Can Dreams Connect You to a Spiritual Reality?

The "nonsense" of your dreams may be pointing to something meaningful.

Posted Aug 29, 2019

Manuel Adorf/Adobe Stock
Source: Manuel Adorf/Adobe Stock

Have you ever had an especially meaningful dream? Maybe you dreamed you talked with a deceased loved one, or you received some premonition while you slept. Perhaps you’ve had a dream you died, which may have changed how you think about death (see this earlier post: What Dreams of Your Death Are Really About).

Dreams have special significance in many psychological theories—they’re the “royal road to the unconscious” according to Sigmund Freud, whereas Carl Jung saw in dreams the expression of mythic archetypes. In Biblical times, dreams were often believed to carry prophetic messages, as in the book of Genesis when Joseph’s dreams foretold of a coming famine in Egypt, and when Joseph (husband of Mary, the mother of Jesus) was warned of a danger to their baby.

Whatever we make of them, it’s hard to deny that dreams can be downright weird. Even the basic premise is a bit odd—that we have “experiences” that feel like reality while we’re unconscious and physically paralyzed. There are different proposals for what causes dreams and what their function may be, with no scientific consensus.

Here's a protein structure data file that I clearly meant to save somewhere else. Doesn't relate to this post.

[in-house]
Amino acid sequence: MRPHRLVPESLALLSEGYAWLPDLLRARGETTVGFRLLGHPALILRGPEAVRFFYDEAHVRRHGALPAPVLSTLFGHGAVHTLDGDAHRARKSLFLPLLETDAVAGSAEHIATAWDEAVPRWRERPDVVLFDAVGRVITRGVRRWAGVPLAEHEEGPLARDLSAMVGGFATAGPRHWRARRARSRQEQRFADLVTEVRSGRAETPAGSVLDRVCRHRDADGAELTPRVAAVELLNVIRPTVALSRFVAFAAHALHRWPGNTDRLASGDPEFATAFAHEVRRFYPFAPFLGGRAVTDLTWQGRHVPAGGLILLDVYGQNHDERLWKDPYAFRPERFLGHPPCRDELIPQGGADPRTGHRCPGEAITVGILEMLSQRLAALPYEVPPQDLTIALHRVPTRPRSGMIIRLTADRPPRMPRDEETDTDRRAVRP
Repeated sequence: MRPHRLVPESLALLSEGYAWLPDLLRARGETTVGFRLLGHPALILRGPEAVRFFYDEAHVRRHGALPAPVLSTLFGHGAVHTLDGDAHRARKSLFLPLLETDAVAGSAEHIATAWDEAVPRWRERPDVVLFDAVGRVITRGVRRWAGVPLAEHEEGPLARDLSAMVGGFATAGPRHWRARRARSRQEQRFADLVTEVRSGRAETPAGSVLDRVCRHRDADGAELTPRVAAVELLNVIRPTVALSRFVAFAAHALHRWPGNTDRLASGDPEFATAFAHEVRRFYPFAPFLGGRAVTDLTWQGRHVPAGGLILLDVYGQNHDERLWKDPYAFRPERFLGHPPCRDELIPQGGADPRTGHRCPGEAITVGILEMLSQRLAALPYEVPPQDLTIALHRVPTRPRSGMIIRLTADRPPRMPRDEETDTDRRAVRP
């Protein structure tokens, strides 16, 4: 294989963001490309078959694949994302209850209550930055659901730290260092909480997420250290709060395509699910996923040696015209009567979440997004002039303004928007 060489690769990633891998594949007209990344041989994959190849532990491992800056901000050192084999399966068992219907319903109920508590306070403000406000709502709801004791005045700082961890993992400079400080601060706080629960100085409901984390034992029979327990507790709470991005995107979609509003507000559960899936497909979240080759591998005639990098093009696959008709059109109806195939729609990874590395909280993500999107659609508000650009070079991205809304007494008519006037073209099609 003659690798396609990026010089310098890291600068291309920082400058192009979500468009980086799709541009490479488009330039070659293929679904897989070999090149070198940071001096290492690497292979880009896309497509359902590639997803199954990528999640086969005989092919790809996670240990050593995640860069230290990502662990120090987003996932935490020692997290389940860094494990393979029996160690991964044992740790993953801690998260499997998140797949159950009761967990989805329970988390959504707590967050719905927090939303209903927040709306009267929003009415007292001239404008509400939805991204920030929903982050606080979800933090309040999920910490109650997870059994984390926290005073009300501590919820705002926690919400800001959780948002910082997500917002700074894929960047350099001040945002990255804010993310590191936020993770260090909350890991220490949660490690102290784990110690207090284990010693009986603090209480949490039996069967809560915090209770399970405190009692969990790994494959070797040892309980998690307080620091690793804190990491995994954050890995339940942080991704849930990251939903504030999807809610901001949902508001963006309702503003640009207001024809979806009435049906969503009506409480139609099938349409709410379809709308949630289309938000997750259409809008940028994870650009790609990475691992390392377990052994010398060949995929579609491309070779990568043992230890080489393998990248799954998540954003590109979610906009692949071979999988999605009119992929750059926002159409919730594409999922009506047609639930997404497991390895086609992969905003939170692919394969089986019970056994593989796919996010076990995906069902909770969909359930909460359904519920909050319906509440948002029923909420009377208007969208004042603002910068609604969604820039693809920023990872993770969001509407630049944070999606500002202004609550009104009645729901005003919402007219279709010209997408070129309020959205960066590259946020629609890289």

I recently spoke with Dr. Raymond Moody, a pioneer in research on near-death experiences (NDEs). He coined the term in his seminal book Life After Life (1975), which brought the concept of NDEs to widespread public awareness. Our discussion for the Think Act Be podcast made me think of another potential explanation for dreams: Could they be a bridge between the physical and spiritual worlds?

This idea was sparked by the many intriguing areas of overlap between NDEs and dreams. Let me be clear that I’m not suggesting that NDEs are a type of dream; even a casual reading of NDE accounts makes it obvious that the two phenomena are qualitatively different. But one area of similarity is that both dreams and NDEs have an indescribable aspect, and the dreamer or NDE survivor finds it impossible to fully capture their experience in ordinary language.

“When people tell you dreams, they often have to resort to nonsense,” said Moody. “Many times we have very powerful dreams that can’t be put into literally meaningful terms.” Metaphors and poetry are often the closest approximations of these ineffable experiences.